On the 15th of October, 2005, Solitude Productions released the self-titled debut album of the Russian band Intaglio (also known as Инталия). The album made a deep impact, not only because Intaglio were one of the earlier pioneers of funeral doom in their homeland but also because the music created such a powerful and memorable amalgam of crushing weight, desolate atmosphere, and profound melody.
It is thus entirely fitting that on October 15 of this year, on the album’s 15th anniversary, Solitude Productions and Weird Truth Productions will be releasing a very special “reimagined” edition of the album. As they explain: “All the original source audio tracks have undergone restoration and processing using top of the line digital and analog gear. In place of the original version’s programming, all drum parts have been live recorded without the use of any triggering or sampling technology. The album was restored and remixed by Evgeny Semyonov (When Nothing Remains, Woe Unto Me, Sorrowful Land) at Slow Burn Studio, and mastering was performed by Mika Jussila (Shape Of Despair, Isole, Unholy, Moonspell) at Finnvox Studios.”
The results of this careful work are stunning, and an experience that no fan of funeral doom should miss. We are very happy to give you the chance to experience it today through the premiere of a full stream.
Of the five tracks on the album, two are shorter — “The Beginning”, which sets the stage at the outset, and “Interlude”. In between those two tracks comes the 13-minute “Dark Cherry Day” and following “Interlude” are two more tracks of significant length, “Solitude” and the closer, “Wind of Autumn”.
The striking clarity of the music’s ethereal aspects is announced immediately through “The Beginning”, a soulful and dreamlike piece that seems like a wistful reverie. And thus the contrast presented by the opening of “Dark Cherry Day” is staggering in its impact. The methodical drum blows sound like the detonation of bunker-busting bombs, while the sonic weight of the jagged-edge chords is immense. The slow, moaning melody channels a mixture of crushing grief and wrenching pain, a combination reflected in the range of harsh vocals. Yet the ethereal aspects of Intaglio’s sound shine through in the ring of crystalline guitars, whose effect is mesmerizing, though shadowed by a distant approaching storm.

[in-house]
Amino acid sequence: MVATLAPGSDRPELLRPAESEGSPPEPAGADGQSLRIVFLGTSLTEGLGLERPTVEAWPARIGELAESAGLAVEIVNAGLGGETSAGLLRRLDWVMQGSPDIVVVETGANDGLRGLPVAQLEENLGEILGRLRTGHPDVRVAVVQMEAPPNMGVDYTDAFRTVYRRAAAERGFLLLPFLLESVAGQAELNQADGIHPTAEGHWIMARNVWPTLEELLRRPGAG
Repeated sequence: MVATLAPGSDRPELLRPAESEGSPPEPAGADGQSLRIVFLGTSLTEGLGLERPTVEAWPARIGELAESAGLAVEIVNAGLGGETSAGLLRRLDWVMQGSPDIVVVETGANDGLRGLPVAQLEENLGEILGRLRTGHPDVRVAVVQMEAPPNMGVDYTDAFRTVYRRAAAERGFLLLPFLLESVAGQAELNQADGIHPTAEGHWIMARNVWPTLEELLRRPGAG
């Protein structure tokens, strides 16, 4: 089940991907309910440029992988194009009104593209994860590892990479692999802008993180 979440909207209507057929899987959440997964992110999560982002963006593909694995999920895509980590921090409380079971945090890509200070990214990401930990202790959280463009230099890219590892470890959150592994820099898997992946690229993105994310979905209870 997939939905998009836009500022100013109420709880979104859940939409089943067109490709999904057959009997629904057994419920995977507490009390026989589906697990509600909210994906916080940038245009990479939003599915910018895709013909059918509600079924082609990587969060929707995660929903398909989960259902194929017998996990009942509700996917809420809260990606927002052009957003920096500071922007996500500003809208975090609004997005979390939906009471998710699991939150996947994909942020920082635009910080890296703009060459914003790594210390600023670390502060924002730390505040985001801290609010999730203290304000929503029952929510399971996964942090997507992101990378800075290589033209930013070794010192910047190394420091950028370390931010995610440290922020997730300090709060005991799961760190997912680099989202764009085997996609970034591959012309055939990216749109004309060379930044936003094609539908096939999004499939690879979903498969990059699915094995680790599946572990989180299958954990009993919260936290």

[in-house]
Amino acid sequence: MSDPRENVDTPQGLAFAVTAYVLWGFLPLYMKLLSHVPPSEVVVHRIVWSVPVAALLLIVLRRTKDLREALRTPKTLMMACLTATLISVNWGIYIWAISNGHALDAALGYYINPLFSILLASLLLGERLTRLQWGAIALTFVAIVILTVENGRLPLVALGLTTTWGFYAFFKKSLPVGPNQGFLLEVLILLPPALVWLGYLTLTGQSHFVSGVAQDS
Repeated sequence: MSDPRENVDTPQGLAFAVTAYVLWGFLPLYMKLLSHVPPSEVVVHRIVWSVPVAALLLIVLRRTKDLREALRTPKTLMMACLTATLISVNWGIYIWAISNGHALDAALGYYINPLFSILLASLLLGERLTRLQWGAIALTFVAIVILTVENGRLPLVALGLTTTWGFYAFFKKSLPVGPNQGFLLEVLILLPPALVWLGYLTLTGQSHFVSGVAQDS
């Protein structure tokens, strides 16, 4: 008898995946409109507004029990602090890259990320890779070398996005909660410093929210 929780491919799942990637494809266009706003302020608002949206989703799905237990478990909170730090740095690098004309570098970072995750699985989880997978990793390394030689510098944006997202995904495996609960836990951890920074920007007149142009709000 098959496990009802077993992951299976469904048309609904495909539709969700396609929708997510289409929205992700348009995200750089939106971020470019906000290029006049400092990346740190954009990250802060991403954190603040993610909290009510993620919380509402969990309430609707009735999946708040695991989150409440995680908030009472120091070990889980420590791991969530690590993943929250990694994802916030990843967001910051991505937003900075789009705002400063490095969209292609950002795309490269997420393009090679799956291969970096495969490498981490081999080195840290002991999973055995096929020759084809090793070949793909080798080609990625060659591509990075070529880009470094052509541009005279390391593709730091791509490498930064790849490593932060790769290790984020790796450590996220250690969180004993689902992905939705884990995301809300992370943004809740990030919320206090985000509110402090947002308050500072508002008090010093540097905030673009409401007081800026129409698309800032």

There is a sense of struggle within the song, a beautiful, plaintive appeal in the chiming notes juxtaposed against the cold, oppressive, distorted clang of the riffs and the clobbering punishment of the drum and bass strikes. That juxtaposition is what makes the song so hauntingly seductive and yet so harrowing.
While one might expect the instrumental “Interlude” track to return to the timbre and sheen of “The Beginning”, it is instead another amalgam, a hybrid of gleaming lights and immense mountain crags drenched in shadow. It succeeds in deepening the tragic spell that the album has been casting, offering glimpses of hope but without forgetting the likelihood of hopelessness.
In the two long tracks that close the album, “Solitude” and “Wind of Autumn”, Intaglio continue working with the ingredients they so carefully and assuredly deployed in the preceding tracks, proceeding ahead in the steady and staggering march of great leviathans to their burial grounds. Celestial notes create visions of splendor just beyond reach, and shivering tones become the sounds of fear and weeping. The impact of the low-end chords and pavement-splitting drums remains devastating. And the reverberating melodies remain simple, but tremendously evocative and no less spellbinding.
This is funeral doom of a very high order, meticulously crafted and expertly executed, and successfully standing the test of 15 years’ time. It wears its heart on its sleeve, encapsulating a range of very human emotions confronting the frailty of life with haunting power, and also raising looming obsidian monuments of despair and death, too towering to climb and too massive to circumvent.
Intaglio is available for pre-order now, in CD, vinyl, and digital editions.